Job offersmore »

Tweeting Growers

Top 5 - yesterday

Top 5 - last week

Top 5 - last month

Exchange ratesmore »

These fibre pads claim to store and release ethylene on demand

A Swiss strawberry grower is currently trialing fibre pads to reduce the amount of harmful ethylene gasses in their greenhouses. Eubo Swiss, a 1.5 hectare strawberry grower that previously cultivated tomatoes, noted that their young plants suffered from high ethylene levels in early crop stages. The absorption pads are designed to bring the ethylene contamination down. 

According to the grower, the high ethylene levels are suspected to be created by thick bulks of natural peat in the soil as well as heavy emissions from nearby traffic. Grutec Fibre came up with special absorption pads that are placed vertically between the crop rows. "The pads absorb ethylene, it diffuses inside the fibres", explained Grutec's Johann Gruber. 

The pads placed vertically between the rows, absorbing ethylene.

Gruber claims that, when the fruits are fully grown and enter the ripening stage, the pads can release the ethylene again. "The ethylene absorbed by the pads can be released when the beds/pads are placed horizontally in the center path of the greenhouse. Sun radiation will heat the filters, and the energy will release the ethylene again, contributing to the ripening of the fruits."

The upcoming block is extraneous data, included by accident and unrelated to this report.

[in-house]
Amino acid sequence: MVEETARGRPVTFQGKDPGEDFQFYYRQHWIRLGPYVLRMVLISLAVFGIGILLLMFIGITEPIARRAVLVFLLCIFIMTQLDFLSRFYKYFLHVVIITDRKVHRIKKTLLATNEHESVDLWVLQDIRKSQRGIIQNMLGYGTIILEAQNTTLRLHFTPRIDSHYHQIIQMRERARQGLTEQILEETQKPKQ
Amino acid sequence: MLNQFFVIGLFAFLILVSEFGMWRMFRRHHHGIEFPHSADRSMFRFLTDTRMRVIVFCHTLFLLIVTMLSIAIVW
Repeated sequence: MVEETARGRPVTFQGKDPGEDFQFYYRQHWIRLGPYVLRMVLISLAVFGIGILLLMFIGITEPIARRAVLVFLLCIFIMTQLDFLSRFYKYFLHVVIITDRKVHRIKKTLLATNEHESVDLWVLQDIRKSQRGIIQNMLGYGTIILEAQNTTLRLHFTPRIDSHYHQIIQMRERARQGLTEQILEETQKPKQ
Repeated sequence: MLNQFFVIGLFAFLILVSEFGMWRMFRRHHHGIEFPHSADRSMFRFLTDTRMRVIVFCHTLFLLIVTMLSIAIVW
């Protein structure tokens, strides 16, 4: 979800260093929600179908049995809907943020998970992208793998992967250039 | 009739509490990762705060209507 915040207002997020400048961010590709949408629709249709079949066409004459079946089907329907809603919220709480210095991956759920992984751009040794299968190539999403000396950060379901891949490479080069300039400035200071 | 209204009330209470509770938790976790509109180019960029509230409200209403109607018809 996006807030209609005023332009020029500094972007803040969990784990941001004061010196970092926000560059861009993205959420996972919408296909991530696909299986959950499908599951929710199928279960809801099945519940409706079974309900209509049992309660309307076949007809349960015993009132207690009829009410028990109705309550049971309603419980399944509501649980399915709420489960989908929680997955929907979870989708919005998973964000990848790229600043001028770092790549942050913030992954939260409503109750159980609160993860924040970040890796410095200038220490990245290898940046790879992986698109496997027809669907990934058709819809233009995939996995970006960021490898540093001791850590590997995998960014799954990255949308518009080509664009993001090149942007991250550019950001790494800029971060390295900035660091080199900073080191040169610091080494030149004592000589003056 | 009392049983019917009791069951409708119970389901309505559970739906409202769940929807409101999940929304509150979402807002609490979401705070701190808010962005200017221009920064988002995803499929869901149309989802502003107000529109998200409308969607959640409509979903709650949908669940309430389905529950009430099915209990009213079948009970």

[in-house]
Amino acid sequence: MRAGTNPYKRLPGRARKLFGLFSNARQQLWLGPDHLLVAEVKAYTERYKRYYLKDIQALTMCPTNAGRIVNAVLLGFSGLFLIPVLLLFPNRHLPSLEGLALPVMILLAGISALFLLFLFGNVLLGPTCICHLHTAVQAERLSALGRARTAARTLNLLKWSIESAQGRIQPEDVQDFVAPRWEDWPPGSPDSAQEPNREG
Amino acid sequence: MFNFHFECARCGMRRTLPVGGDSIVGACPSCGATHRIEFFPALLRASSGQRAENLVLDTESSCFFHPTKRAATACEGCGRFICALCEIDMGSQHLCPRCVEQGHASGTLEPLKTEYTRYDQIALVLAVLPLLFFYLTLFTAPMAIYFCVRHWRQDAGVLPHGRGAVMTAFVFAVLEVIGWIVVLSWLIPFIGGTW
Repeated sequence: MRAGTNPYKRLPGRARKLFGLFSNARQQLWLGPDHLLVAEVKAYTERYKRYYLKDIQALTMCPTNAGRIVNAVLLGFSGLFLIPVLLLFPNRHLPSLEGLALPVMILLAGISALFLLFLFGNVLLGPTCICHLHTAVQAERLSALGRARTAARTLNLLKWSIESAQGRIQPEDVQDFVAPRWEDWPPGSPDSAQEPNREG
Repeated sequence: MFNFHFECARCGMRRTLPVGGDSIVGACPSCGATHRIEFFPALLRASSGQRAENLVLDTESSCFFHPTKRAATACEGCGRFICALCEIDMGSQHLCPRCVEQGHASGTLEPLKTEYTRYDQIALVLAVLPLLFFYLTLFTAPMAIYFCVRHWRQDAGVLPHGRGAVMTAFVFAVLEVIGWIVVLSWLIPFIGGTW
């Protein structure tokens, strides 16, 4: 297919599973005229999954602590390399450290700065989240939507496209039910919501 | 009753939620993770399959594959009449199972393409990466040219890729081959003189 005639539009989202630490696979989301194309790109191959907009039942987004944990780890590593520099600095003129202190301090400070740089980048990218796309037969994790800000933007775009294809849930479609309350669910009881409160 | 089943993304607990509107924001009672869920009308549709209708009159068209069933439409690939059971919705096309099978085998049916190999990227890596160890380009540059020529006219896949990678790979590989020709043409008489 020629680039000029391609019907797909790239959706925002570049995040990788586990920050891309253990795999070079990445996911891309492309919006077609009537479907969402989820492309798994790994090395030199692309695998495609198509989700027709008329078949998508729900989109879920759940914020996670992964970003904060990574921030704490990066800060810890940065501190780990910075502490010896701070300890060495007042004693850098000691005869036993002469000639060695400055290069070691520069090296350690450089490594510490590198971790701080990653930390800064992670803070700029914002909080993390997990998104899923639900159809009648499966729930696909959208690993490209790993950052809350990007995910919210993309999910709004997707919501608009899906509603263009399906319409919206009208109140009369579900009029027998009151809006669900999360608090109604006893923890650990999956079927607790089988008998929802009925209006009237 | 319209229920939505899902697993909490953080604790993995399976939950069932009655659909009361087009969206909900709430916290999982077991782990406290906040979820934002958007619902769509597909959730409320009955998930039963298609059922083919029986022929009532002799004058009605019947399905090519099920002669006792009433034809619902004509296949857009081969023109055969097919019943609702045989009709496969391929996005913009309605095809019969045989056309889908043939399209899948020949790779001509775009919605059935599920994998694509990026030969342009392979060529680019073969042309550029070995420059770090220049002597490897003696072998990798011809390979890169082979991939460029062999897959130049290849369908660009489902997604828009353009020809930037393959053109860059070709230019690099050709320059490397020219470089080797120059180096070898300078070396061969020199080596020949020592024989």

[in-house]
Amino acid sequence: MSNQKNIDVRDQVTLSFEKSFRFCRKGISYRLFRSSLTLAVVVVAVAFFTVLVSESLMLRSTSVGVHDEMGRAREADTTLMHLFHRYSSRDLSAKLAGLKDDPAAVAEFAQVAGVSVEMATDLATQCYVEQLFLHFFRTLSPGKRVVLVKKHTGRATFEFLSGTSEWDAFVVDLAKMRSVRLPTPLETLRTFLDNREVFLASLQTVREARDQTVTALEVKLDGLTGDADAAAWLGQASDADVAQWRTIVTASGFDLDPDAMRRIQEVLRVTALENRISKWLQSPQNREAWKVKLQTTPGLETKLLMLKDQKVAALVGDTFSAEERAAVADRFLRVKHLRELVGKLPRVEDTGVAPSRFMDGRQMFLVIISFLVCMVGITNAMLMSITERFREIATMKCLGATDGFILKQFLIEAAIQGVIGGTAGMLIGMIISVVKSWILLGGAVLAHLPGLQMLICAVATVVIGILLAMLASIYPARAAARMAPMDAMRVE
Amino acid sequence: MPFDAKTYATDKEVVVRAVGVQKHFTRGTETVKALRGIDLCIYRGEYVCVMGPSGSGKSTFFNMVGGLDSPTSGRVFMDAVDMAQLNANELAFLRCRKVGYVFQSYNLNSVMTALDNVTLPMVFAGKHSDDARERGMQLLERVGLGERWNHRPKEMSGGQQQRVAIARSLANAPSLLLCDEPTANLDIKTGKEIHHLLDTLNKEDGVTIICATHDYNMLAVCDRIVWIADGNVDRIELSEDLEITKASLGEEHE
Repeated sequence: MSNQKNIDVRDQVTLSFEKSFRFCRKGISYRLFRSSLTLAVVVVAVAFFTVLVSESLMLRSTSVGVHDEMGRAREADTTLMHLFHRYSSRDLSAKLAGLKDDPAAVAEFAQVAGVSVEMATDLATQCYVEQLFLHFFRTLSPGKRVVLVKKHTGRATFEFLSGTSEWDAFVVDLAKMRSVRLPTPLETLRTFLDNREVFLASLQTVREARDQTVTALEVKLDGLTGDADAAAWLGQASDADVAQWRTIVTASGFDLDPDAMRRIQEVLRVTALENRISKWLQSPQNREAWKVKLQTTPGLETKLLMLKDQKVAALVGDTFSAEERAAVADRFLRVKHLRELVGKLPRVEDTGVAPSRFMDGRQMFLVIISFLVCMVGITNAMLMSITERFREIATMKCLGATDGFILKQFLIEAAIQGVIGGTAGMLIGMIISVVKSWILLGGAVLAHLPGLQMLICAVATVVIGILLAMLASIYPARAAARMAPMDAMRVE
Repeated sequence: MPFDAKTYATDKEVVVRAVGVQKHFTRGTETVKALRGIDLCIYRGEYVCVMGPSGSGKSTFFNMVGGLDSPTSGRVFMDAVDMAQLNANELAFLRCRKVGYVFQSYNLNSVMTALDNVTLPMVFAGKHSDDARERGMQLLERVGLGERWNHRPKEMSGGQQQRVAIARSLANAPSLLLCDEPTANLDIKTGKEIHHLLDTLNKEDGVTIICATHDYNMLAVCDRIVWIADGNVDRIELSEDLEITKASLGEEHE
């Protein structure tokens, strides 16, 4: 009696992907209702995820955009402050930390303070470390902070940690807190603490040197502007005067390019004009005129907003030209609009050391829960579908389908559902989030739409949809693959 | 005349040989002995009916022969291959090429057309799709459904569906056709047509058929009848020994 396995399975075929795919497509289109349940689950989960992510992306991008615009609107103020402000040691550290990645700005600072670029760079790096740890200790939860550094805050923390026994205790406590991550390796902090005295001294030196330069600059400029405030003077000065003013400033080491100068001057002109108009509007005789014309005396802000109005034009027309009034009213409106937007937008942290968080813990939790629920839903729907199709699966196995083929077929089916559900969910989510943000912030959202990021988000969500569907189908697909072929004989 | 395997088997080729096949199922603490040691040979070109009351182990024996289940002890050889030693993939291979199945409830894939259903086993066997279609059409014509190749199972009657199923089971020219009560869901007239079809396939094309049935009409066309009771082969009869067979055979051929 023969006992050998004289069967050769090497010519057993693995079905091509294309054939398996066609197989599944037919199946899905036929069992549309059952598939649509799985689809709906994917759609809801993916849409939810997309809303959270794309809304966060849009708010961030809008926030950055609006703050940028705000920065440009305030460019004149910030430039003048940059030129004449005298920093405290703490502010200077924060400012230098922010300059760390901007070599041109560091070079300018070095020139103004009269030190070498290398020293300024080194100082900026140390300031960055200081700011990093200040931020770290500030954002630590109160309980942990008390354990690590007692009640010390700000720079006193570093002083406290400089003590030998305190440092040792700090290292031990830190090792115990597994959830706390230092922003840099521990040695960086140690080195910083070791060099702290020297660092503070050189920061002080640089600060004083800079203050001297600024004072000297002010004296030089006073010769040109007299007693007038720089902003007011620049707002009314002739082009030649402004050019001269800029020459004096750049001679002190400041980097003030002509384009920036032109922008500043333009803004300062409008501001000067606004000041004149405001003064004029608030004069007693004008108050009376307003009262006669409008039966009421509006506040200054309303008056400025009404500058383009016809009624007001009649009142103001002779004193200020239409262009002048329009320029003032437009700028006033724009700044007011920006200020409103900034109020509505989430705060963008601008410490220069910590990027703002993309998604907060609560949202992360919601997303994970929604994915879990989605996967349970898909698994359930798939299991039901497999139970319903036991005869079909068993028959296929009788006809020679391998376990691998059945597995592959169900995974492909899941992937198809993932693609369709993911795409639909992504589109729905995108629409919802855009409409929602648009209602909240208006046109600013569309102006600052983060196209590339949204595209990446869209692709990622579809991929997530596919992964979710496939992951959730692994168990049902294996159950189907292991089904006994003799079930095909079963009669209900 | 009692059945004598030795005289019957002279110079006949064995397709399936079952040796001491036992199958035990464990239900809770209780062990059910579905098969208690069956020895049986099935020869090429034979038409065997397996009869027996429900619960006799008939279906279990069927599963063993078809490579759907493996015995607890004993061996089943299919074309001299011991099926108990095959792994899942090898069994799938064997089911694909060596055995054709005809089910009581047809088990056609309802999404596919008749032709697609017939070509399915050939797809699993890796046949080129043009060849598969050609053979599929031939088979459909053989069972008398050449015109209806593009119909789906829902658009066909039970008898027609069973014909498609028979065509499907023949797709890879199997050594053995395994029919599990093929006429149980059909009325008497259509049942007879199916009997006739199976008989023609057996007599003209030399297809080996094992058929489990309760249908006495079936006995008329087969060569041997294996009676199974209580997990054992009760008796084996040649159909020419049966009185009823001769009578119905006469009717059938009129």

The pads placed horizontally in the central path, releasing ethylene.

Eubo Swiss just started with the trials of the new Grutec Fibre Pads and hopes to share the results soon. 

For more information:
Grutec Fibre
Johann Gruber
9443 Widnau

Publication date: 8/11/2017
Author: Boy de Nijs



Other news in this sector:

8/18/2017 Which wavelengths of light are the most effective in photosynthesis?
8/17/2017 How to light your vining crops
8/17/2017 UK: Vertical farming a breeding ground for innovation
8/17/2017 Cravo shares results of Mexcian trials
8/16/2017 Response of hot pepper yield to irrigation water salinity
8/14/2017 Ireland: €24 million available under European Innovation Partnerships Initiative
8/11/2017 Chinese astronauts use the WET Sensor to help grow lettuce in space
8/11/2017 Horticulture NZ responds to freshwater discussion: “Let’s not do this”
8/10/2017 "Taxing water an issue for us all"
8/10/2017 USDA no longer speaks about "Climate Change"
8/10/2017 Combining downward and upward lighting improves plant growth
8/9/2017 Dr. Kubota's video lectures on photoperiod and CO2 now available at Urban Ag News
8/9/2017 LED Grow Book second edition now available
8/9/2017 UK: Survey to understand poor tomato pollination by native bumblebees
8/7/2017 NatureSweet to boost crop yields with new camera technology
8/7/2017 LumiGrow releases LED Growers’ Guide for Vine Crops
7/21/2017 Photosynthetic responses of leafy veg to irradiance and CO2 concentration
7/21/2017 Production potential generates interest in Dutoli
7/21/2017 Cucumbers in space provide insights on root growth
7/21/2017 US (FL): $3 million grant helps researchers look for new growing locations